Athletics defeat Red Sox
4 games to 0
|Game||Date||Winning Team||Losing Team|
|1||Oct. 6||OAK 9||BOS 1|
|2||Oct. 7||OAK 4||BOS 1|
|3||Oct. 9||OAK 4||BOS 1|
|4||Oct. 10||OAK 3||BOS 1|
Managers: La Russa, Tony, OAK; Morgan, Joe, BOS
MVP: Stewart, Dave
The defending World Series champion A's were 15 games better than Boston during the regular season, and it showed in this four-game sweep. Other than Wade Boggs' .438 average (7-for-16), there was little to show for the Red Sox's appearance. Oakland won the first two games at Fenway Park, and then took the next two at home. The Boston dream was deferred again.
The 1990 ALCS was extremely bizarre for three reasons:
1) Tony La Russa's A's were Dr. Jekyll in this series, holding Boston to one run in each game of a lopsided sweep and seemingly in good position to repeat as World Series winners. In hindsight, the 4-for-24 combined performance by Bash Brothers Jose Canseco and Mark McGwire perhaps might have been an omen for what would happen next, but it sure seemed unlikely that Oakland would be subsequently swept by Cincinnati. And by all means, no one could have known it would be Oakland's last postseason series win until 2006 -- 16 long years later.
2) Boston's best pitcher, Roger Clemens, was absent when he was needed the most in two separate games.
3) The Red Sox took 1-0 leads in each of the first three games, yet will be remembered for a lopsided series loss.
The struggles by Canseco and McGwire were well-masked in the Boston series. Oakland starters Dave Stewart (2-0), AL Cy Young Award winner Bob Welch (1-0) and Mike Moore (1-0) clamped down on everyone but Boggs. Boston batted a combined .183 in the series, and Oakland had an 0.81 WHIP.
A's leadoff hitter and center fielder Rickey Henderson, the star of the previous year's ALCS against Toronto, did most of his damage this time in the 9-1 Game 1 victory, going 2-for-5 with his only three RBIs and his only run of the series. Oakland's top three hitters each stole a base that game. Boston had a 1-0 lead entering the seventh, as Clemens was in control. But after 97 pitches over six innings he was suddenly replaced by Larry Andersen, who recorded a blown save as everything fell apart. Without Clemens in the game, Oakland scored once in the seventh, once in the eighth and then seven times in the ninth.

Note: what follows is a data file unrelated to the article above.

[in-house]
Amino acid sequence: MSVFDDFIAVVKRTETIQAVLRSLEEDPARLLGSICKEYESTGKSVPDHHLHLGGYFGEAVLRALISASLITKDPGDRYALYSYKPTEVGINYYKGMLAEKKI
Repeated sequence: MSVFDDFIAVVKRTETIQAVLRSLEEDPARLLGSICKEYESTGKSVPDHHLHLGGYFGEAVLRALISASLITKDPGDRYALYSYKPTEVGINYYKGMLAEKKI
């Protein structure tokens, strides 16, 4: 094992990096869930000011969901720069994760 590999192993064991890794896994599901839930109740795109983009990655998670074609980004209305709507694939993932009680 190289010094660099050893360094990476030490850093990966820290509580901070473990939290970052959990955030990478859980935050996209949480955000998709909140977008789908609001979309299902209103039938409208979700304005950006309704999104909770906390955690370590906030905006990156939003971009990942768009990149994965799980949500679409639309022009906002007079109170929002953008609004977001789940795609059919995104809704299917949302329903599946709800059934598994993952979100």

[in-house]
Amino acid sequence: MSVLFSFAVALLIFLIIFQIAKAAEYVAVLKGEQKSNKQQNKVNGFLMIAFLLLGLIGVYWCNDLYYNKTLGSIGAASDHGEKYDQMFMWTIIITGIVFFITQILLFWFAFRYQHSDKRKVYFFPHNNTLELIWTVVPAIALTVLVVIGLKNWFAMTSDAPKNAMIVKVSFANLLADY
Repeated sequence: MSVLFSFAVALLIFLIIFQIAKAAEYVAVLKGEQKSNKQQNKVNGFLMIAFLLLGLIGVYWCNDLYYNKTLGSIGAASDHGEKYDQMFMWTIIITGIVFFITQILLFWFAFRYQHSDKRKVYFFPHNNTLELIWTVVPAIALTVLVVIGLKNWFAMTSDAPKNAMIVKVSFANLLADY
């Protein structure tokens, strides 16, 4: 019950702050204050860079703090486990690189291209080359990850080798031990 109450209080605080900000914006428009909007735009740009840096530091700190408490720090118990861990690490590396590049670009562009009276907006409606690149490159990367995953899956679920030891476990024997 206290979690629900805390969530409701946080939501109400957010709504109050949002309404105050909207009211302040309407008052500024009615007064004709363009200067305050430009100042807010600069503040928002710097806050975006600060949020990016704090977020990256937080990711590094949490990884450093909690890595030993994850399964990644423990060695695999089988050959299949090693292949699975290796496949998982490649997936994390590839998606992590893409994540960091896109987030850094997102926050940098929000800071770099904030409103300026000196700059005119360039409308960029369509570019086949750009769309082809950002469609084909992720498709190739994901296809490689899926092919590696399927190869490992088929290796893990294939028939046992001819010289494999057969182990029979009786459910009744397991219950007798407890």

Perhaps the epitome of the Boston frustration happened in the finale. Clemens, starting in hopes of preventing a sweep, gave up consecutive singles to Carney Lansford and Terry Steinbach, and both advanced on Mike Greenwell's throwing error. Lansford scored on a fielder's choice by McGwire. Willie Randolph batted next and drew a walk on a 3-and-1 pitch. Clemens began mouthing a long strand of words to home plate as he looked in for the signs against Mike Gallego, and umpire Terry Cooney heard enough of it to promptly eject the Rocket. It was one of the most unexpected ejections in recent postseason history, as aces aren't often tossed with the season on the line. Manager Joe Morgan and second baseman Marty Barrett were ejected as well, and water coolers and litter were tossed from the Red Sox dugout onto the field in the surreal Game 4 scene.
Clemens' replacement, Tom Bolton, promptly surrendered a two-run double to Gallego, making it 3-0 on the way to a clincher.